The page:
The fiscal and the meta-fiscal
Indian Express, 8 December 2008
The government has announced a big fiscal stimulus package. In addition, RBI has taken further steps to reduce interest rates and raise liquidity in the economy. This adds to the number of steps the RBI has already taken to ensure adequate rupee liquidity. However, the contribution that domestic monetary policy can make in averting the slowdown is limited. Apart from the tax cuts which will have immediate impact, fiscal policy is limited not only by the size of the deficit, but even more by the capacity of the government to spend quickly.
The standard macroeconomic policy recipe for a country that faces a downturn, is to ease monetary policy by cutting interest rates and to ease fiscal policy by spending more and taxing less. There are many problems with this recipe in the present Indian context. By and large, RBI has done the right things in terms of ensuring adequate rupee liquidity. From mid-October onwards, RBI has come up with a slew of responses, some unorthodox, which have delivered a call money rate which is within its `LAF corridor' and driven down the short-term interest rate in the economy. The speed and size of RBI's responses have pleasantly surprised the private sector and shown India in good light.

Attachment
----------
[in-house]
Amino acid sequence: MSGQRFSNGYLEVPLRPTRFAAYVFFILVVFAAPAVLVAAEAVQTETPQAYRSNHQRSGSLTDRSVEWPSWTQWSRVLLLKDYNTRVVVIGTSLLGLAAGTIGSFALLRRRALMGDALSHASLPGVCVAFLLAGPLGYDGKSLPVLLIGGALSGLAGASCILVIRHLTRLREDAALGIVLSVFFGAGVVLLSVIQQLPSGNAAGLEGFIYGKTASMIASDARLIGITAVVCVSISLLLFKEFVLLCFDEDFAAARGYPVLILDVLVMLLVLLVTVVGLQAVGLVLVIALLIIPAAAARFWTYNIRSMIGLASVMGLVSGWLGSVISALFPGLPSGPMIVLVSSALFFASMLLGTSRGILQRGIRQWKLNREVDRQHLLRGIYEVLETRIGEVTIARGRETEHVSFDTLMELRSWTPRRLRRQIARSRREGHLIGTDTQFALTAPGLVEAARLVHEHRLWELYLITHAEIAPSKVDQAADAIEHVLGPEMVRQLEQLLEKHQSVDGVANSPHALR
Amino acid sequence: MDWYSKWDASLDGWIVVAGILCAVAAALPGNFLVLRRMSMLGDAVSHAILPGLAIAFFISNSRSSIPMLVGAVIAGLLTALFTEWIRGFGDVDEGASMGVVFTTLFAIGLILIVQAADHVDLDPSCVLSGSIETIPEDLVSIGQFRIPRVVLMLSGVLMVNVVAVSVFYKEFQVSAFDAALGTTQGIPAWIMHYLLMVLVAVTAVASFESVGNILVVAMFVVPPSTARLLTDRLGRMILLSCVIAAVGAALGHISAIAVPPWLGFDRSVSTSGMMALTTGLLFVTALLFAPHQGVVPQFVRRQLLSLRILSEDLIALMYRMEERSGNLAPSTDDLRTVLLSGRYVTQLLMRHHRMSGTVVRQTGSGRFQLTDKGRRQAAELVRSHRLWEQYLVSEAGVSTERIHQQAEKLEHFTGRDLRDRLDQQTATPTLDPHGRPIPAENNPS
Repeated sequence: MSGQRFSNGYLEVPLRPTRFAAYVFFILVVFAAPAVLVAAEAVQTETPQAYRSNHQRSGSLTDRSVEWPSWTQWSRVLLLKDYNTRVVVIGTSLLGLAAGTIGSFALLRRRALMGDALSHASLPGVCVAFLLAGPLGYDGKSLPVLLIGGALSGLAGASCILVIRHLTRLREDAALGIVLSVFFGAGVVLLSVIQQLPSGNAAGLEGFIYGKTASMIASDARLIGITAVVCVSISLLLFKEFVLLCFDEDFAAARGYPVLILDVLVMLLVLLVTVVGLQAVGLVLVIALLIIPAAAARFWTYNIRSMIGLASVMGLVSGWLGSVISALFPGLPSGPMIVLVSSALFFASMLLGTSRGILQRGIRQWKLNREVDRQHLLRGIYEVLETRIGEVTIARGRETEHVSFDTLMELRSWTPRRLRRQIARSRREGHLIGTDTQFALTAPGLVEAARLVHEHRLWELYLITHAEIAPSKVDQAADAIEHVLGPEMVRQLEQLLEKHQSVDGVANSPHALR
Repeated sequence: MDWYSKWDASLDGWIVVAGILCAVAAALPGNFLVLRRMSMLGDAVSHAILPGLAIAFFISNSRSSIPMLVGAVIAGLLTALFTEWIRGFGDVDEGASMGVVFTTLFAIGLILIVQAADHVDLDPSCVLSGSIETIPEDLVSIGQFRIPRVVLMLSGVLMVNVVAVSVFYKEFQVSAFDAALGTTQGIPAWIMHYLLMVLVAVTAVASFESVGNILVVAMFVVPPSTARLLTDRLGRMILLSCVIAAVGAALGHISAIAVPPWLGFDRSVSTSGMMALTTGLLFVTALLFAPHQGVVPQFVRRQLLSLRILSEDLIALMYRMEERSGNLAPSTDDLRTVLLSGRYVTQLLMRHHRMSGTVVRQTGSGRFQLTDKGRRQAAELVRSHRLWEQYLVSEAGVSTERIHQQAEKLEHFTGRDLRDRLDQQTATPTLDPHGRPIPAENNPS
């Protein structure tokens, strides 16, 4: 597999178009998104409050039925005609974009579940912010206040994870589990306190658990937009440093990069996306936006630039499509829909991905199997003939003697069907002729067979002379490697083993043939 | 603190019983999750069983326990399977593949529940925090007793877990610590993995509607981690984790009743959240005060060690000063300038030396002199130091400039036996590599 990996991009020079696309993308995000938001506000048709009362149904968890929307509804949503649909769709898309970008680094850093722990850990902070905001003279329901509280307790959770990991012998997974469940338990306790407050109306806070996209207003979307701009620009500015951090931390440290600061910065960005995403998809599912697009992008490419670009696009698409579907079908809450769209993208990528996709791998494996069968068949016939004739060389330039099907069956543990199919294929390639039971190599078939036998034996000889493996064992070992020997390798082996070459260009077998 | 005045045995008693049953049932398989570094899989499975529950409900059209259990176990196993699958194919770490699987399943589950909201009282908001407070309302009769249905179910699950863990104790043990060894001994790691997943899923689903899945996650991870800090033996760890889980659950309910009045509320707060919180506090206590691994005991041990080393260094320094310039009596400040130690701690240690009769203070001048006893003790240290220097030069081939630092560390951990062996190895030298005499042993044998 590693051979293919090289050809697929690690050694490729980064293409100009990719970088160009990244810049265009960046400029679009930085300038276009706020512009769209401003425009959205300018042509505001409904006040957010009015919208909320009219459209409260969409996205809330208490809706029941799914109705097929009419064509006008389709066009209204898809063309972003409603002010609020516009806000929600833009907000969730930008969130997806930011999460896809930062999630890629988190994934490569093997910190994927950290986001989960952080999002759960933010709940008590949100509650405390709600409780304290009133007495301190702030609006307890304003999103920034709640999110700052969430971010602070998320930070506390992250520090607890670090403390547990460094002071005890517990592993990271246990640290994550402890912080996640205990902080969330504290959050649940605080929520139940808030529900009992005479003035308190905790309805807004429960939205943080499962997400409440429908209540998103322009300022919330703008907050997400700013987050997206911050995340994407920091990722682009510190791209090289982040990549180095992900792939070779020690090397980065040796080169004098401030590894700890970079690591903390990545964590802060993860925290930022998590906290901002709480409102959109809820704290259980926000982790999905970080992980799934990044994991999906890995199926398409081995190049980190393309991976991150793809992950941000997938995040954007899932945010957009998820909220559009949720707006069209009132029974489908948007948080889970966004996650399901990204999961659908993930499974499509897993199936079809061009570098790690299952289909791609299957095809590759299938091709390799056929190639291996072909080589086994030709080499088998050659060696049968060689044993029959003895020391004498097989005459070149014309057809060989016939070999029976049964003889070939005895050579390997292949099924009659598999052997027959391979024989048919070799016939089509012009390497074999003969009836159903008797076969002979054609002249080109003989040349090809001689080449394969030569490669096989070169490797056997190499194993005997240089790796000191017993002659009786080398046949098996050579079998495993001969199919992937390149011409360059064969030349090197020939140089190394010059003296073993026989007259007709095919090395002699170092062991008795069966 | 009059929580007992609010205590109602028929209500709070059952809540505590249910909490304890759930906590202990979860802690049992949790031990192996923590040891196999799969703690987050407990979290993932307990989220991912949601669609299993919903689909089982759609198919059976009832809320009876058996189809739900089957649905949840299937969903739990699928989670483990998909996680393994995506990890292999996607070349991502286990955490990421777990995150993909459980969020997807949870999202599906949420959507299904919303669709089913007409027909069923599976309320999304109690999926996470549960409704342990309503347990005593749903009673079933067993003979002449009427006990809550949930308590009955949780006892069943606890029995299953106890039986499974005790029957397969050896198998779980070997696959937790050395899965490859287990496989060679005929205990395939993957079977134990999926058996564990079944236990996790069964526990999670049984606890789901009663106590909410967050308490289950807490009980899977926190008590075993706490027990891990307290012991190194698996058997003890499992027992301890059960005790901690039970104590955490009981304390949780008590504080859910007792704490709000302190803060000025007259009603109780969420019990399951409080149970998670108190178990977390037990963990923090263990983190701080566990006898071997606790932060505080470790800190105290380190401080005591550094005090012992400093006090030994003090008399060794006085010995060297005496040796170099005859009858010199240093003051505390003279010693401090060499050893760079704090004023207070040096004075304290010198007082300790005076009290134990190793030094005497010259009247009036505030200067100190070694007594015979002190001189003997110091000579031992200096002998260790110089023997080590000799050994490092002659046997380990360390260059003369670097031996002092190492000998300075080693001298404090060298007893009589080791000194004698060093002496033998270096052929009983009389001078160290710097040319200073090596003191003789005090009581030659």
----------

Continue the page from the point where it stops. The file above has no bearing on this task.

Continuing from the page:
If RBI had made mistakes, and the call rate had persisted at 20%, a financial crisis in private banks and mutual funds would have come about. This has been forestalled. But when RBI cuts rates, the positive impact upon the economy is limited. India lacks the `Bond-Currency-Derivatives (BCD) Nexus'. As we have seen in recent weeks with bank lending rates not coming down, the mechanism through which changes in the policy rate impact other interest rates in the economy. As a consequence, the effectiveness of monetary policy is limited. RBI can and should continue to cut rates, but this does not imply that a lot of interest rates across the economy will necessarily go down in proportion.